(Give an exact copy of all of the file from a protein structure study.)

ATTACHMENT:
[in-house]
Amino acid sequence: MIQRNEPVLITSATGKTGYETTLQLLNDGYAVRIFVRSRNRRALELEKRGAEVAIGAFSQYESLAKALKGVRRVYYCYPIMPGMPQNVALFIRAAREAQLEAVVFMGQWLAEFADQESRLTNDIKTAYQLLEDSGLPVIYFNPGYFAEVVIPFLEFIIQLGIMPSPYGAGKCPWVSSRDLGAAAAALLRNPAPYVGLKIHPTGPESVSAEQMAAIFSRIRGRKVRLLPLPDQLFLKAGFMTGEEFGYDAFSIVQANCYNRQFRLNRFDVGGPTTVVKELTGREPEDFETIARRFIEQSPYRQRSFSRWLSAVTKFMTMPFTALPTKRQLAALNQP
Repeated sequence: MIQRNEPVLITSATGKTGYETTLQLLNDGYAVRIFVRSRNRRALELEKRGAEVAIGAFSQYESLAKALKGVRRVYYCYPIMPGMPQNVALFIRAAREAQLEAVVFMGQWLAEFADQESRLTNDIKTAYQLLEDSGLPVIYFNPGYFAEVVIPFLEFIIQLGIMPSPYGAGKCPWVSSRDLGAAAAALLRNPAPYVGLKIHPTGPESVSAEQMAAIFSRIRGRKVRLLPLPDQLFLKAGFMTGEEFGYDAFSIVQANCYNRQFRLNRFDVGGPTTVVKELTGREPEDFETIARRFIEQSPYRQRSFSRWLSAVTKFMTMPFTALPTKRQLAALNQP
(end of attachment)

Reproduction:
[in-house]
Amino acid sequence: MIQRNEPVLITSATGKTGYETTLQLLNDGYAVRIFVRSRNRRALELEKRGAEVAIGAFSQYESLAKALKGVRRVYYCYPIMPGMPQNVALFIRAAREAQLEAVVFMGQWLAEFADQESRLTNDIKTAYQLLEDSGLPVIYFNPGYFAEVVIPFLEFIIQLGIMPSPYGAGKCPWVSSRDLGAAAAALLRNPAPYVGLKIHPTGPESVSAEQMAAIFSRIRGRKVRLLPLPDQLFLKAGFMTGEEFGYDAFSIVQANCYNRQFRLNRFDVGGPTTVVKELTGREPEDFETIARRFIEQSPYRQRSFSRWLSAVTKFMTMPFTALPTKRQLAALNQP
Repeated sequence: MIQRNEPVLITSATGKTGYETTLQLLNDGYAVRIFVRSRNRRALELEKRGAEVAIGAFSQYESLAKALKGVRRVYYCYPIMPGMPQNVALFIRAAREAQLEAVVFMGQWLAEFADQESRLTNDIKTAYQLLEDSGLPVIYFNPGYFAEVVIPFLEFIIQLGIMPSPYGAGKCPWVSSRDLGAAAAALLRNPAPYVGLKIHPTGPESVSAEQMAAIFSRIRGRKVRLLPLPDQLFLKAGFMTGEEFGYDAFSIVQANCYNRQFRLNRFDVGGPTTVVKELTGREPEDFETIARRFIEQSPYRQRSFSRWLSAVTKFMTMPFTALPTKRQLAALNQP